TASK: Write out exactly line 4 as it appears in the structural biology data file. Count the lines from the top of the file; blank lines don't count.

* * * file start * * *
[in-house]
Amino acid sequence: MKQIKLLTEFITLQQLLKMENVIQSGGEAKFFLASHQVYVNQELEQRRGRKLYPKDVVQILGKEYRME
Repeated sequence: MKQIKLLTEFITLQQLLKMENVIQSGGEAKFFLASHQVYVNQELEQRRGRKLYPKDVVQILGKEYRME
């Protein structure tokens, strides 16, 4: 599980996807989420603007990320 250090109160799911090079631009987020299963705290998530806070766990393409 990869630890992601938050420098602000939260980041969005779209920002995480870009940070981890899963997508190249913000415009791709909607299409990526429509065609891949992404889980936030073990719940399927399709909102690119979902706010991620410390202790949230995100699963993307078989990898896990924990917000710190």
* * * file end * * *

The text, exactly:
């Protein structure tokens, strides 16, 4: 599980996807989420603007990320 250090109160799911090079631009987020299963705290998530806070766990393409 990869630890992601938050420098602000939260980041969005779209920002995480870009940070981890899963997508190249913000415009791709909607299409990526429509065609891949992404889980936030073990719940399927399709909102690119979902706010991620410390202790949230995100699963993307078989990898896990924990917000710190």